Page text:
The energy sector employs 7.8 million people in the United States, and about 41% of those jobs, about 3.1 million people, are dedicated to net-zero technologies. This, and other insights were shared in the U.S. Energy and Employment Report run by the Department of Energy.
Energy jobs grew at a faster rate than the overall job market in 2021, increasing 4% versus the 2.8% increase experienced nationwide. Solar jobs led the way for generation technologies, adding 17,212 jobs, an increase of 5.4%.
Solar was followed by wind, which added 3,347 jobs, a 2.9% boost, and hydropower, which added 1,383 jobs, an increase of 2.2%.
Transmission, distribution, and storage sectors employed 1.3 million people in 2021. Traditional transmission and distribution jobs increased by 13,008, a 1.4% increase. Battery jobs grew by 4.4%, increasing in both grid storage and electric vehicle sectors, adding 2,949 jobs. Smart grid jobs increased 4.9%, adding 1,136 jobs.
Fossil fuels have continued to decrease in employment as the global economy works to transition to emissions-free energy. U.S. petroleum jobs fell sharply by 6.4%, shedding 31,593 jobs. Both onshore and offshore industries were impacted by the losses. The coal fuel industry declined by the greatest percentage, losing 7,125 jobs, 11.8% of the sector.
The nuclear industry also declined in employment, shedding 4.2% of jobs, representing 2,440 jobs.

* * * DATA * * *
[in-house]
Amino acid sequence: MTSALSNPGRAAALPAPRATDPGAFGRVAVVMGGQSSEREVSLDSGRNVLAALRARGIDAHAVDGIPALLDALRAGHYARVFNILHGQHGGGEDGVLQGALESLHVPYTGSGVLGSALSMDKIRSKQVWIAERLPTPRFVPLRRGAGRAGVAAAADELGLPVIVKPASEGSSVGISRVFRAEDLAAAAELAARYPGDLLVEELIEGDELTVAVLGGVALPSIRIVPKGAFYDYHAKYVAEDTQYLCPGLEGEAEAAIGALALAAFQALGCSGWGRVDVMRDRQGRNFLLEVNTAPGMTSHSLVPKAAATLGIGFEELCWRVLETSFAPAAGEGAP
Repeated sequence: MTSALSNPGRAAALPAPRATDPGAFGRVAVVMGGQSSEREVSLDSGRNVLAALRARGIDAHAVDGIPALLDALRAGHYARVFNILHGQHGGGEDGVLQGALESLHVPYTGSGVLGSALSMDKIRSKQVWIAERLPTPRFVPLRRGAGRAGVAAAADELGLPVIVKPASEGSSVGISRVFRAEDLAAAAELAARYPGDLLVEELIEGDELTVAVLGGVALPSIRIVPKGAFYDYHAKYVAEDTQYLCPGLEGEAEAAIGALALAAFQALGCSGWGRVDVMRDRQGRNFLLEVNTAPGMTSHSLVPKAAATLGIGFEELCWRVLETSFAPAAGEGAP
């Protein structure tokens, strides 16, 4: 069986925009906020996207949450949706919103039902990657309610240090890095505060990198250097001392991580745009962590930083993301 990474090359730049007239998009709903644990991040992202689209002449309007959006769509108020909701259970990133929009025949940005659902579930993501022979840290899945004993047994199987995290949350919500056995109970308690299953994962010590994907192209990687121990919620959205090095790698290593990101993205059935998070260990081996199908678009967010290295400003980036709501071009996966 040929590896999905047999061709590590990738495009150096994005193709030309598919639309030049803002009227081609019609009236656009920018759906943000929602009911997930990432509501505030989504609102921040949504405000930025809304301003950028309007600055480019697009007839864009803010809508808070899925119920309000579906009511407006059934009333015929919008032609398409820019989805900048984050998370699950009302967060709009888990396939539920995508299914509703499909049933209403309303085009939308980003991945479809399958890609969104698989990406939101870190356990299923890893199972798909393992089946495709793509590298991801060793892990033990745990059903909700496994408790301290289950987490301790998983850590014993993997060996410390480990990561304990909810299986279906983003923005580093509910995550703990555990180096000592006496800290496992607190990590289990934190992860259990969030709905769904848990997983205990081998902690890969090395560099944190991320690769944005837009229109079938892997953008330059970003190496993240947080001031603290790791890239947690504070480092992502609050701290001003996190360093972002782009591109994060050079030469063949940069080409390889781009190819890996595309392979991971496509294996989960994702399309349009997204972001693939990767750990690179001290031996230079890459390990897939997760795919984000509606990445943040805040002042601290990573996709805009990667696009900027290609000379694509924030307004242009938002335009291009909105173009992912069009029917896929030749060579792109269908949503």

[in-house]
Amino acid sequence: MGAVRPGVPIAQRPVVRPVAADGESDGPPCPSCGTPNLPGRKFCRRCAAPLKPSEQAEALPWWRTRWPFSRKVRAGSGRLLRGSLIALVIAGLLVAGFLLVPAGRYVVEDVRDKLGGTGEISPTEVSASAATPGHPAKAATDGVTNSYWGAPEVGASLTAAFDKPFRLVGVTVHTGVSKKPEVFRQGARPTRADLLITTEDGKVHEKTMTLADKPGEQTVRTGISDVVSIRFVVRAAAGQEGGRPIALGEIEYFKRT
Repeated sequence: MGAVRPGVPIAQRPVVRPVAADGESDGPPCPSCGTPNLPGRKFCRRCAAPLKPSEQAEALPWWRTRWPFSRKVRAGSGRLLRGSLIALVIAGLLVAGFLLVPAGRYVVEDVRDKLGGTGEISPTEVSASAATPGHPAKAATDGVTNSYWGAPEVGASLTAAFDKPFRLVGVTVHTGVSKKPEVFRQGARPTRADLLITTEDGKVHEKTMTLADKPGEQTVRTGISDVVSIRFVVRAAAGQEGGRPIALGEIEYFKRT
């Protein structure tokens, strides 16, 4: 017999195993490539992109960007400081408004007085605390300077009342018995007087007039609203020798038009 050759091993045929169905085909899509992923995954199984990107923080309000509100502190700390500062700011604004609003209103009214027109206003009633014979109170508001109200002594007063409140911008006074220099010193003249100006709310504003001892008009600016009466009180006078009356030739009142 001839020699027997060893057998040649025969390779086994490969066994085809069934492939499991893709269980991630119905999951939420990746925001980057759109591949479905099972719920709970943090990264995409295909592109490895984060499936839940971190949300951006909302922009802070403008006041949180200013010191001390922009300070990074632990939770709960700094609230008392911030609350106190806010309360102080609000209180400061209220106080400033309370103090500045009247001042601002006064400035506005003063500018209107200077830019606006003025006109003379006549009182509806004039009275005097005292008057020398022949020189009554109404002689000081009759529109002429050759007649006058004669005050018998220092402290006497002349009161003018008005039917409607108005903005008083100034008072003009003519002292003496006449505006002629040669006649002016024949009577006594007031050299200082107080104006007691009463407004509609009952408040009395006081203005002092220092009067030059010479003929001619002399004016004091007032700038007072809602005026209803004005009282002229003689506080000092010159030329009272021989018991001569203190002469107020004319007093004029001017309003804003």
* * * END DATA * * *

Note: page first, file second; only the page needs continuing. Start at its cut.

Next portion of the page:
Energy efficiency is another key element in the energy transition, and it employs over 2.1 million U.S. workers. The sector added 57,741 jobs in 2021. Traditional HVAC jobs added the most workers (17,740), followed by Energy Star appliance and service jobs (12,941), and renewable heating and cooling jobs (4,027).
The electric vehicle boom is well underway, with the full electric battery vehicle sector increasing by an impressive 26.2%. That sector added 21,961 jobs, while the hybrid vehicle sector grew by 19.7%, adding 23,577 jobs.
Unions hold a more significant position in the energy sector than the broader job market, representing 10% of all 2021 energy jobs versus 6% of the private sector overall.
This March, the International Renewable Energy Agency (IRENA) said the world will need 5.2 TW of solar power generation capacity by 2030, and 14TW by mid-century, to have any chance of limiting global average temperature rises this century to 1.5 degrees Celsius, a critical threshold in limiting the worst effects of climate change.
IRENA estimated the 12 million global job losses it anticipates in the fossil fuel and nuclear industries will be comfortably outweighed by “close to” 85 million new energy-transition roles this decade, including 26.5 million in clean energy.
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